Startup supplier Tula Technology worries about CAFE rollback

The 2019 Chevrolet Silverado’s engine, below, uses Tula Technology’s Dynamic Skip Fire feature to boost fuel economy.

WASHINGTON — Tula Technology Inc. is a late-stage powertrain startup that is finally producing revenue, hitting the market with innovate software designed to optimize the power output and fuel efficiency of internal combustion engines.

The company’s algorithm selects the best combination of cylinders to fire to match torque demand at a given moment, delivering a 15 to 20 percent efficiency boost compared with conventional engines. The Dynamic Skip Fire technology just launched into full production with General Motors which will include it in 2019 Chevrolet Silverado and GMC Sierra pickups and roll it into full-size SUVs next year.

Tula, a 60-person outfit in Silicon Valley, is on the verge of landing contracts with other automakers and hiring. But growth could be jeopardized if the Trump administration gets its way in weakening Obama-era fuel economy standards.

The 2019 Chevrolet Silverado's engine, below, uses Tula Technology’s Dynamic Skip Fire feature to boost fuel economy.

CEO Scott Bailey, a former Delphi Automotive executive, worries that without the pressure to meet the aggressive targets laid out in 2011, customers may be more conservative and dial back orders for advanced fuel-saving technologies. And that means a slower return on investment for Tula.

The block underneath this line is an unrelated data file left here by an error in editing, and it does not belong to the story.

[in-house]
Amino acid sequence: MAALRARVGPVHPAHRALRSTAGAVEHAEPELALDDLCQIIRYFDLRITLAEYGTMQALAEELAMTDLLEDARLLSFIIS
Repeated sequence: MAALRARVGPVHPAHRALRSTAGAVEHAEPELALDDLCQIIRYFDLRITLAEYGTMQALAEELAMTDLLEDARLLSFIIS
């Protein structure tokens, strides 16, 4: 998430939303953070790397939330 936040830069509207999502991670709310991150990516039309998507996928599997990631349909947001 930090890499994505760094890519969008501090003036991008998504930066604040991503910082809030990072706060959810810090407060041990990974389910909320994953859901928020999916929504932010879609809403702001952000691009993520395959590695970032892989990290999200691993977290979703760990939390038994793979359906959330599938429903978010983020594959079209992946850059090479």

“I spent my whole life in the auto industry,” Bailey told Automotive News. “Implementing a new technology is not trivial. It takes time, a lot of engineering effort and capital. Throw a lot of potential uncertainty and market risk on top of the technology risk, and I think what you’ll end up with is, ‘Nah, I don’t think I’m going to go down that path.’ ”

The current targets, implemented in 2012 under an agreement among federal regulators, automakers and California, would result in fleetwide fuel efficiency rising steadily to 46.7 mpg in the 2025 model year, according to the latest estimates. The EPA, which regulates greenhouse gas emissions, and NHTSA, which regulates safety and fuel economy, this month issued a proposal to freeze fuel economy standards at the 2020 level, rather than continue the graduated increases.

According to an internal EPA document made publicly available last week, the administration’s proposal could result in the loss of up to 35,000 jobs per year. Suppliers such as Tula are most likely to feel the pinch because they stuck their necks out for automakers by investing in r&d for advanced fuel management systems, emissions controls, lightweight materials, electrification and other advanced technologies.

Predictable rules

While car companies lobbied President Donald Trump to revisit the corporate average fuel economy rules in hopes of winning some compliance flexibility, suppliers have pushed to prevent any significant changes that would undercut their investments. They argue that the fuel economy mandate has contributed to job growth in automotive technologies and that they need predictable rules to justify investments.

According to a report last year from the BlueGreen Alliance, a coalition of labor and environmental groups, 288,000 supplier jobs were tied to making components and technology that improve fuel efficiency.